Richard Licht, Gov.-elect Chafee’s pick to run the Department of Administration, is best-known as a former lieutenant governor and twice-failed U.S. Senate candidate. “This is the deputy governor,” Chafee said in introducing him this morning, according to WRNI’s Ian Donnis, who was first with the scoop that Licht had gotten the nod.
But considering the scope of Licht’s new job – akin to being the state’s chief operating officer – what’s more interesting to me are his many years as a powerful Smith Hill lobbyist. A cursory look at the secretary of state’s lobbying reports shows Licht has lobbied on behalf of the following firms and organizations since 2005:
- Bank of America
- Beacon Mutual Insurance
- Chicago Title Insurance
- Compass Group
- Fidelity Investments
- Lamar Advertising
- National Assn. of Real Estate Investment Trusts
- Providence Civic Center Authority
- Rhode Island Airport Corporation (T.F. Green)
- Rhode Island Builders Association
- Rhode Island Health Care Association
- Rhode Island Higher Education Assistance Authority
- Ridgewood Renewable Power
- Tufts Health Plan
- Wyndham Vacation Ownership
Lobbying sure is lucrative. Licht is getting $6,000 a month from Tufts and $5,000 from Ridgewood – which wants to build a big power plant at the Central Landfill – to advocate on their behalfs at the Statehouse, according to his disclosures. (Also, why do the Rhode Island Airport Corporation and Higher Education Assistance Authority, which are quasi-public agencies, employ a lobbyist?)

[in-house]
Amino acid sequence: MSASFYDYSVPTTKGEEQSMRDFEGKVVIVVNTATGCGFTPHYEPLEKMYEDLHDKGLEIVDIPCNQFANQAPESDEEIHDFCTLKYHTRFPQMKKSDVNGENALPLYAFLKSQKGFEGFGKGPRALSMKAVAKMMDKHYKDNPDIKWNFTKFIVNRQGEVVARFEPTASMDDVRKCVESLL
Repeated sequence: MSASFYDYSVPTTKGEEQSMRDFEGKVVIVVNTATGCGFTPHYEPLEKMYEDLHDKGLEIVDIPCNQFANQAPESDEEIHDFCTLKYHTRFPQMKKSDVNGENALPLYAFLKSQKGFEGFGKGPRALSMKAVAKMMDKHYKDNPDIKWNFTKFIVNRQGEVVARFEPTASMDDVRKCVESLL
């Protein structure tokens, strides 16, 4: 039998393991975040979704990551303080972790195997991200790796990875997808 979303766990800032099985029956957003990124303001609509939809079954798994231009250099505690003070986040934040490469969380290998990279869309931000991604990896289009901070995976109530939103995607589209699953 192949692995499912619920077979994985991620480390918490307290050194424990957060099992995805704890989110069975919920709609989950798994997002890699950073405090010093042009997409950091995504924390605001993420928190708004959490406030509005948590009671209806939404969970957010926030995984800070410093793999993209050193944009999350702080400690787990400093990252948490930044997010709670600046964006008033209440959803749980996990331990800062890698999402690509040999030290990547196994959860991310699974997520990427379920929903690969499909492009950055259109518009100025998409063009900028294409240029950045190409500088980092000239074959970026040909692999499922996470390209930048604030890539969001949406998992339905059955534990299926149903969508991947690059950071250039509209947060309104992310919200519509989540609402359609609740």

Licht donated more than $12,000 to state-level politicians during the last election cycle, according to campaign finance records. But he didn’t give a dime to Chafee, contributing $900 to his Democratic opponent Frank Caprio instead.
Other beneficiaries of Licht’s largesse were House Speaker Gordon Fox, Senate President M. Teresa Paiva Weed, Lt. Gov. Elizabeth Roberts, Secretary of State Ralph Mollis, Treasurer-elect Gina Raimondo, Providence Mayor-elect Angel Taveras – and Cranston Mayor Allan Fung, a Republican.
For more on Licht, check out his official biography on the website of his law firm, Adler Pollock & Sheehan. And for more on the tangled web between the Chafee and Licht families, check out Ian Donnis’ post.
Update: The Projo took a quick look at Licht’s lobbying career back in 2007, a year before Tillinghast Licht LLP shut down.
(image credit: Adler Pollock & Sheehan)